A Texas firefighter, an Argentine woman and a video journalist were among five passengers killed when a helicopter plunged into New York City’s East River, with the pilot reporting the engine had failed.
Investigators began working Monday to determine what caused Sunday night’s crash. It killed everyone aboard except the pilot, who managed to free himself as the helicopter flipped over and rapidly sank into the water.
As the aircraft foundered, he made a mayday call and added: “East River – engine failure.”
The slain passengers included Fire-Rescue Officer Brian McDaniel; Trevor Cadigan, a video journalist who hailed from Dallas but had recently worked at a business news site in New York; and Carla Vallejos Blanco, who was from Argentina, according to its consulate.
McDaniel, 26, had been with the Dallas Fire-Rescue Department since May 2016.
“Despite his short tenure, hearts are heavy with grief,” the department said in a statement.
Cadigan, also 26, had most recently been an intern at Business Insider until a few weeks ago.
“He was a smart, talented, and ambitious young journalist and producer who was well-liked and made a big contribution,” the news site said in a statement.
A 2016 graduate of Southern Methodist University, he had previously freelanced with an entertainment and culture site managed by the Dallas Morning News, writing and producing videos on such topics as craft beer, and interned with his hometown’s WFAA-TV. His father, Jerry, is the station’s production manager.
The Eurocopter AS350 helicopter had been chartered for a photo shoot. It went down about 7 p.m. in the water near New York’s mayoral residence.
As the aircraft foundered, the pilot was heard on an emergency radio transmission calling: “Mayday, mayday, mayday.”
“East River – engine failure,” he added.
The pilot was rescued by a tugboat, but emergency divers had to remove the passengers from tight safety harnesses while they were upside down, Fire Commissioner Daniel Nigro said.
“It took a while for the divers to get these people out. They worked very quickly, as fast as they could,” Nigro said. “It was a great tragedy that we had here.”
The National Transportation Safety Board dispatched investigators on Monday. Several officials in NTSB jackets looked on from a dock as police divers went into the water around the submerged chopper, apparently to hook it to a crane that would lift it from the water.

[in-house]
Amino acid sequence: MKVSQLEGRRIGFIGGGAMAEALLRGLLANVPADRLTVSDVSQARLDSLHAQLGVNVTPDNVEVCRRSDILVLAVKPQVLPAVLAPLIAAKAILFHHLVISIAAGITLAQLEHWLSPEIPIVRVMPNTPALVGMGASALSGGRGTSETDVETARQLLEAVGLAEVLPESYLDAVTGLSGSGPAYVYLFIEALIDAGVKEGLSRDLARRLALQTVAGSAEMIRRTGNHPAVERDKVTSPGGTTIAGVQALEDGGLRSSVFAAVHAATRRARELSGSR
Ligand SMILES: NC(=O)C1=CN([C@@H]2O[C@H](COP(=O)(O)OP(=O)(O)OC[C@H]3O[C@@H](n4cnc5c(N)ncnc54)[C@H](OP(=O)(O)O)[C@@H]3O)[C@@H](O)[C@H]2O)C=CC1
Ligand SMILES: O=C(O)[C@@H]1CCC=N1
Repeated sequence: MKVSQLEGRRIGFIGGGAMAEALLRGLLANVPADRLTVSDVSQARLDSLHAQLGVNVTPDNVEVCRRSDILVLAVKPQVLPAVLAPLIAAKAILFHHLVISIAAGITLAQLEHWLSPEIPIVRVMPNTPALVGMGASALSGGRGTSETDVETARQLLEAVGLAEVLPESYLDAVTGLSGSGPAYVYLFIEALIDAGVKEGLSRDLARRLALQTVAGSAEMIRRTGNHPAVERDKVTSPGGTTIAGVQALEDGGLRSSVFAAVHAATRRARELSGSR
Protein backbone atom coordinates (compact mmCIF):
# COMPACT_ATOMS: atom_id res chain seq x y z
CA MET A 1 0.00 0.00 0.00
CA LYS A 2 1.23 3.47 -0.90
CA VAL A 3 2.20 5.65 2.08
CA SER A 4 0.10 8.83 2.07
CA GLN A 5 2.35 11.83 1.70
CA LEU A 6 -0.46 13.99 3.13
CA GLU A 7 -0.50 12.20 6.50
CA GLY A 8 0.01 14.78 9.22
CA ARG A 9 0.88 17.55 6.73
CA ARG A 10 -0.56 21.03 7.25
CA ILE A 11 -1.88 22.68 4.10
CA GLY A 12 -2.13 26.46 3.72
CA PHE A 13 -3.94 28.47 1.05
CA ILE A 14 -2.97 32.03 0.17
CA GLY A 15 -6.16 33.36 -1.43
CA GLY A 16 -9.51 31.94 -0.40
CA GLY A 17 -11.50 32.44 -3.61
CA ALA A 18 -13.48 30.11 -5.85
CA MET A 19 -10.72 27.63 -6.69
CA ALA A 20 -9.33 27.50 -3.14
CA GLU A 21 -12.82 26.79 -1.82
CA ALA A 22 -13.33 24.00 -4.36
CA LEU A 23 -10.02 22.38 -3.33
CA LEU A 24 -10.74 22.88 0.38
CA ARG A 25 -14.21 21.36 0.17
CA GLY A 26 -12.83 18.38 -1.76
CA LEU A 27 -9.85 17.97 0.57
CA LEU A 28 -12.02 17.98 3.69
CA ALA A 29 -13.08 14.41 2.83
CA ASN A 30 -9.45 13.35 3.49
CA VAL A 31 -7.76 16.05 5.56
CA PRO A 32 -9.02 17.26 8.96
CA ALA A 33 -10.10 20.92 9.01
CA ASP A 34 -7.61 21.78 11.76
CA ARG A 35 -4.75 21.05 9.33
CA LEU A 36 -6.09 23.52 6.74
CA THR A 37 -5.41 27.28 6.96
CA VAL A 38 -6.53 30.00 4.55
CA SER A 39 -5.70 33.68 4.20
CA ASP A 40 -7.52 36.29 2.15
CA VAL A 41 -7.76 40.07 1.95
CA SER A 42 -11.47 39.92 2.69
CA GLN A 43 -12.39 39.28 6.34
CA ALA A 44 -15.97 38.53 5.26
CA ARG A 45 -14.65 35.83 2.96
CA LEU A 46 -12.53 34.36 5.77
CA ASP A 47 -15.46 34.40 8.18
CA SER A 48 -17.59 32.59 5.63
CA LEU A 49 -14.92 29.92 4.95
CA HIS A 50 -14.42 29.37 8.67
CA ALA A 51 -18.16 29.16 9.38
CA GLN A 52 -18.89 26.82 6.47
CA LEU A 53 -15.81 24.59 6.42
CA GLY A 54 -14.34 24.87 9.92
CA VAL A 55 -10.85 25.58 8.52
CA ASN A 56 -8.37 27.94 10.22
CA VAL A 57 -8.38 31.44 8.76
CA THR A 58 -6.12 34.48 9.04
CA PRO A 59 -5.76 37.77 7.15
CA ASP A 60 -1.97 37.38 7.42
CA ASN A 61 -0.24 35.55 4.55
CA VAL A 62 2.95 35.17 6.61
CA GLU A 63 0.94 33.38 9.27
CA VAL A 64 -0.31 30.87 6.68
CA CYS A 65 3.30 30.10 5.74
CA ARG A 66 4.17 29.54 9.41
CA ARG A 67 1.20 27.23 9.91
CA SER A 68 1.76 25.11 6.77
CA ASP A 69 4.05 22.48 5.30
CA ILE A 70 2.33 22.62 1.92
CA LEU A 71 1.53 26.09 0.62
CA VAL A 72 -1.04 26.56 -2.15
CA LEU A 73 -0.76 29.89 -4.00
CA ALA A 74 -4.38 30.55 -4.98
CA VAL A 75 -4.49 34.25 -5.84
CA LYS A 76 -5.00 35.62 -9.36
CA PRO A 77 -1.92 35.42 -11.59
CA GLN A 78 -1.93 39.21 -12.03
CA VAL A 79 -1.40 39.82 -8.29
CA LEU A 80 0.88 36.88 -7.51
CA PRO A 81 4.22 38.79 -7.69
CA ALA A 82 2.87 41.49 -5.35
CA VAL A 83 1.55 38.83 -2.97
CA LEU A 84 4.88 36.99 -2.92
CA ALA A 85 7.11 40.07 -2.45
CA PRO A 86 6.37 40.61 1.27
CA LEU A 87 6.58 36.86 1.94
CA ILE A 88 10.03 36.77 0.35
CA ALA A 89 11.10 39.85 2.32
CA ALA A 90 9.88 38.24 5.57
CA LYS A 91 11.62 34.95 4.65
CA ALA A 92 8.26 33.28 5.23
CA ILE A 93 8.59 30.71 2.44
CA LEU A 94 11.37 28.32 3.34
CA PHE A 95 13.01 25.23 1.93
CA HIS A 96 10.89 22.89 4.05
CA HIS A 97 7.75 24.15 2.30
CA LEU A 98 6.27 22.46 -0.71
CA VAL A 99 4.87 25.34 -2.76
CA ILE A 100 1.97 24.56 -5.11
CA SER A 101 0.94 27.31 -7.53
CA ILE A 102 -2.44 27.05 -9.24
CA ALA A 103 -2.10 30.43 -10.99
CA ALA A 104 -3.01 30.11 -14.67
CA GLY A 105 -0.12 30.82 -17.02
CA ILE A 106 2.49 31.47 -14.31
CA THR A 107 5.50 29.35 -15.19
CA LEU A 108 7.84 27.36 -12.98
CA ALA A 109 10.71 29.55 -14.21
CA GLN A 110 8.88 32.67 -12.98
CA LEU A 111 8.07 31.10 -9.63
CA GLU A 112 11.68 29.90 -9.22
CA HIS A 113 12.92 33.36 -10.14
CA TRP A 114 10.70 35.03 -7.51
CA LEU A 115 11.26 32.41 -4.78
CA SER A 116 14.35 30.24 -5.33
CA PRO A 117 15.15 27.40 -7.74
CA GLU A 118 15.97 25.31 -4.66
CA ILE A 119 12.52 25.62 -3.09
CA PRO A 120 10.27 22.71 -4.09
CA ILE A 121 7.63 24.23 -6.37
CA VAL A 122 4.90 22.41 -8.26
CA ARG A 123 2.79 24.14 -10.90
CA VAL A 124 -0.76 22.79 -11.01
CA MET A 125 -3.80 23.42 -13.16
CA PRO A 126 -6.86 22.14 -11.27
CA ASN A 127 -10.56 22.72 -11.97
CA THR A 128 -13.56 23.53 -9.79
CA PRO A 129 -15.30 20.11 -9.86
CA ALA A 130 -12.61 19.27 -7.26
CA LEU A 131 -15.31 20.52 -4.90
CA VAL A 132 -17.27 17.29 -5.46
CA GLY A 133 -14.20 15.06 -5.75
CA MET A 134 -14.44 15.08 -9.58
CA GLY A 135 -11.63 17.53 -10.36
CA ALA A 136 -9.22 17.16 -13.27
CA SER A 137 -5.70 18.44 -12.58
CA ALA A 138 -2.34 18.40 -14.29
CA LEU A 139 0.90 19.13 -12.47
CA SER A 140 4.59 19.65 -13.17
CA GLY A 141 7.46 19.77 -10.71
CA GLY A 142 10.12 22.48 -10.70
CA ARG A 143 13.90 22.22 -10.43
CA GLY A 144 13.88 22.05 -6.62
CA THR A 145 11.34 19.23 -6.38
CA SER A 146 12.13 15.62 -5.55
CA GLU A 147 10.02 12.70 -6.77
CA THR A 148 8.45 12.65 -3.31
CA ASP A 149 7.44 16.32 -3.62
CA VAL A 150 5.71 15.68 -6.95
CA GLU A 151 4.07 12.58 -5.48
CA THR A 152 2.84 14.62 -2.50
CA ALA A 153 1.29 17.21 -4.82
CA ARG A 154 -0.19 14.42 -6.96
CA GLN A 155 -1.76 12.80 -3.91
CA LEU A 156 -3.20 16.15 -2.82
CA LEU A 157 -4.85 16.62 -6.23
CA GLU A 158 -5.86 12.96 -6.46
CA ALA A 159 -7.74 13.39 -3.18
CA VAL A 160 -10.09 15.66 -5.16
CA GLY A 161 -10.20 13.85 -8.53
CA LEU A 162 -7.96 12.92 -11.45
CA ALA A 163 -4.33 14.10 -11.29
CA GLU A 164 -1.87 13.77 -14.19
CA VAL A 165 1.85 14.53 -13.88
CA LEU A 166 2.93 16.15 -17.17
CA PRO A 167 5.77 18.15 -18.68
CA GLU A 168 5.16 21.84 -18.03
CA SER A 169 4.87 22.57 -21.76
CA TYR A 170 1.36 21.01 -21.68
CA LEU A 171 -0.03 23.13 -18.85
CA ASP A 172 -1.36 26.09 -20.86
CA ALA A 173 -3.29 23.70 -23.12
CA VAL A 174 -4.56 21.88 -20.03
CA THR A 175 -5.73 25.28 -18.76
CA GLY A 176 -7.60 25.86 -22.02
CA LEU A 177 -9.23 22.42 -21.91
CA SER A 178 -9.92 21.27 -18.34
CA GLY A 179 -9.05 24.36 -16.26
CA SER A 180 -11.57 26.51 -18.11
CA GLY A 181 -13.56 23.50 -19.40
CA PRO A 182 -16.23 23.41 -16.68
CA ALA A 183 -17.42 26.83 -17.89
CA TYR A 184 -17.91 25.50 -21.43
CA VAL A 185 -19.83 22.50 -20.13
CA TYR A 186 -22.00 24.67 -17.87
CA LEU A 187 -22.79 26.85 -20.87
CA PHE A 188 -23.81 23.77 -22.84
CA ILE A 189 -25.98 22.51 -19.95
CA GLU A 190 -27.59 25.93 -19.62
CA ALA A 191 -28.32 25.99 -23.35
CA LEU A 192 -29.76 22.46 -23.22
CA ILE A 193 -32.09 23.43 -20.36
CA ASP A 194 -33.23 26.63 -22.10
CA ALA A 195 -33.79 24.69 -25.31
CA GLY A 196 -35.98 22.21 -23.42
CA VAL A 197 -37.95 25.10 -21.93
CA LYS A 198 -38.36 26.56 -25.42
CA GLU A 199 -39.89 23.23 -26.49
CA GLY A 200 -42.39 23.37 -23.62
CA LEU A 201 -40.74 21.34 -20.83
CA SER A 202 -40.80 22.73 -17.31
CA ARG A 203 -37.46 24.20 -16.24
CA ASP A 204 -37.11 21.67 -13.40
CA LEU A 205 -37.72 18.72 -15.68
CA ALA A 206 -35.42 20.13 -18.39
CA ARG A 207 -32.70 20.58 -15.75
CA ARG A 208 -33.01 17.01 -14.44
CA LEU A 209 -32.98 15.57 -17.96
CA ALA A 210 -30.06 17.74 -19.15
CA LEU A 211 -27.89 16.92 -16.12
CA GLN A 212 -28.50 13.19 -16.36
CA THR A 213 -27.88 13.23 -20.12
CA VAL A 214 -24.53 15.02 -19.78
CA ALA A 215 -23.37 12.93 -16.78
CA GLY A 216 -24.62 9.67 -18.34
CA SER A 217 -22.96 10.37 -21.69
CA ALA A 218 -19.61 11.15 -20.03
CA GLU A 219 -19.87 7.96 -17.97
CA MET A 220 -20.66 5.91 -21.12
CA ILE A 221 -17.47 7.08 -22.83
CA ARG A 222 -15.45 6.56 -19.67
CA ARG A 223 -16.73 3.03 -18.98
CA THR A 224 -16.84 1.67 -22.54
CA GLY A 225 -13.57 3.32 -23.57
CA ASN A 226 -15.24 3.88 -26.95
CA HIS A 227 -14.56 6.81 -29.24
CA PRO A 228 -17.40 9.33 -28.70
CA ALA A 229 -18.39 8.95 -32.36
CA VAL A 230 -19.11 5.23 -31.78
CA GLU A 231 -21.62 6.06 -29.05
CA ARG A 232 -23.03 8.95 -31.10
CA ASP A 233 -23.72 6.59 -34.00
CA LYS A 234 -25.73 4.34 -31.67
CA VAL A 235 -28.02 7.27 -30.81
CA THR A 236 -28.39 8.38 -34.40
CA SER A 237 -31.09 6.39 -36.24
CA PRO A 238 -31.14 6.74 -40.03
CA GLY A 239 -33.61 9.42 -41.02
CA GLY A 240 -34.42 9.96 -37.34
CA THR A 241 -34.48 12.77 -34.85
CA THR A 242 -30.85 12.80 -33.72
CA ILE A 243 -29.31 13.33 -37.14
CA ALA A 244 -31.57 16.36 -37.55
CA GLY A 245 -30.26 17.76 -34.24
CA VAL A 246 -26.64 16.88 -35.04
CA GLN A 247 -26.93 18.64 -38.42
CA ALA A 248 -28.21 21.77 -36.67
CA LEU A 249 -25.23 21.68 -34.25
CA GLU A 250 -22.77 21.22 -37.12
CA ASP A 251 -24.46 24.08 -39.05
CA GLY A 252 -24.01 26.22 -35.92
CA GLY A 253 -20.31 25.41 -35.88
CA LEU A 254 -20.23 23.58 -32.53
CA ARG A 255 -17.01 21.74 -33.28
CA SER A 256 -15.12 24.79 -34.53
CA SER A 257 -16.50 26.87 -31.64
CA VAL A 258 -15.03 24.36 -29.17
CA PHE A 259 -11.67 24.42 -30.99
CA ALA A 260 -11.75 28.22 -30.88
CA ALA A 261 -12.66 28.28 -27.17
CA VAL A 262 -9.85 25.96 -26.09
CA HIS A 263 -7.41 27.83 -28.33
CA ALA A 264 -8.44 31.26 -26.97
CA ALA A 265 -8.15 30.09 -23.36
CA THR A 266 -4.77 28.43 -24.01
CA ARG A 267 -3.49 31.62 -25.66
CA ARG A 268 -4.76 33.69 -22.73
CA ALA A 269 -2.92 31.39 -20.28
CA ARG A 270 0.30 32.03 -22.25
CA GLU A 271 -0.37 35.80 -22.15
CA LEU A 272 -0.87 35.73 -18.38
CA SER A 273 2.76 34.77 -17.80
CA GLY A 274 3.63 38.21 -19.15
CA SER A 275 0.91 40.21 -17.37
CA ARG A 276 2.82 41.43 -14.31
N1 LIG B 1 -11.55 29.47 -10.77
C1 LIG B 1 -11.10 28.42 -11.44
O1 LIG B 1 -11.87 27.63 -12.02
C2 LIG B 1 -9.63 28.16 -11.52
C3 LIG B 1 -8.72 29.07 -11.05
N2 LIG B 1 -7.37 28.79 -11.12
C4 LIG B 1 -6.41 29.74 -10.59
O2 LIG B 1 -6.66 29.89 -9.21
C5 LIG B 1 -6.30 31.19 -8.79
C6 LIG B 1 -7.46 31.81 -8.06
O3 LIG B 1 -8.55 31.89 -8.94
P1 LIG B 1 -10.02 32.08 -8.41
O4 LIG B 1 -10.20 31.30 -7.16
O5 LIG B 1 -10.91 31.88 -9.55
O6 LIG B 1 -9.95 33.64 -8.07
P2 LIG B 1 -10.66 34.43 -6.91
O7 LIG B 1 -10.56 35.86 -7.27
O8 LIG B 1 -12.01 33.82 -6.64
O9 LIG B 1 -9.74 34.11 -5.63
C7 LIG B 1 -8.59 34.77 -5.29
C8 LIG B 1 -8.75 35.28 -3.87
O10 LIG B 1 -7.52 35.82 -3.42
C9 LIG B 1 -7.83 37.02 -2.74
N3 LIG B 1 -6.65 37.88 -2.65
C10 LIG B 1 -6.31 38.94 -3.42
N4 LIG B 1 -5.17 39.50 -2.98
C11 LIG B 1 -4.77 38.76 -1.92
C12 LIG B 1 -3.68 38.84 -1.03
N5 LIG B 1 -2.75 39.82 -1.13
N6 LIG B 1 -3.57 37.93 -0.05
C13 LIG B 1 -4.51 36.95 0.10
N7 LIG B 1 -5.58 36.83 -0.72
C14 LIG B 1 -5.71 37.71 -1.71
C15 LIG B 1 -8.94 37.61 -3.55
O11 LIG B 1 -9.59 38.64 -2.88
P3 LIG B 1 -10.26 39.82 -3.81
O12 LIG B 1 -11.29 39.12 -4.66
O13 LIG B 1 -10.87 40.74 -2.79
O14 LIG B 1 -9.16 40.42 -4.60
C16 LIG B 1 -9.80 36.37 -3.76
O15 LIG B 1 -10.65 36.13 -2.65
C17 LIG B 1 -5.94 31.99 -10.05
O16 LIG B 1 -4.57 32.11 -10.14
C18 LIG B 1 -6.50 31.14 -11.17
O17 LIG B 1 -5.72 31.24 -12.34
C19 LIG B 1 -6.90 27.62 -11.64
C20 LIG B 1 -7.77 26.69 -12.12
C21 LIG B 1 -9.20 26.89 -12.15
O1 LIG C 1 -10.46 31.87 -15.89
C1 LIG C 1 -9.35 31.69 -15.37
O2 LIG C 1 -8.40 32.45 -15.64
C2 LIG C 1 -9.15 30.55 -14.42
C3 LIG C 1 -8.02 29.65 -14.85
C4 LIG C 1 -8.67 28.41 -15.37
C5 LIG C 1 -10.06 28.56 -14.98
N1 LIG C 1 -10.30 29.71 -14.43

The cause of the crash has not been determined.
Video taken by a bystander and posted on Twitter shows the red helicopter land hard and then capsize, its rotors slapping at the water.
Witnesses on a nearby waterfront esplanade said the helicopter was flying noisily, then suddenly dropped and quickly submerged. But the pilot appeared on the surface, holding onto a flotation device as the tugboat and then police boats approached.
“It was sinking really fast,” witness Mary Lee, 66, told the New York Post.
The aircraft was owned by Liberty Helicopters, a company that offers both private charters and sightseeing tours popular with tourists.
The company referred inquiries to authorities, saying it was focused on the victims’ families and the investigation.
The skies over New York constantly buzz with helicopters carrying tourists, businesspeople, traffic reporters, medical teams and others.
In 2009, a Liberty Helicopters sightseeing craft of the same model as the one in Sunday’s wreck collided with a small, private plane over the Hudson River, killing nine people, including a group of Italian tourists.
A helicopter crash in October 2011 in the East River killed a British woman visiting the city for her 40th birthday. Two other passengers died weeks later as a result of their injuries.
A helicopter on a sightseeing tour of Manhattan crashed into the Hudson River in July 2007, shaking up the eight people aboard but injuring no one. In June 2005, two helicopters crashed into the East River in the same week, injuring a total of 15 people.
Nigro and Police Commissioner James O’Neill said the rescue operation Sunday took place in a 4 mph current in water about 50 feet deep, under challenging conditions.
Associated Press writers Claudia Lauer in Dallas and Claudia Torrens in New York contributed to this report.
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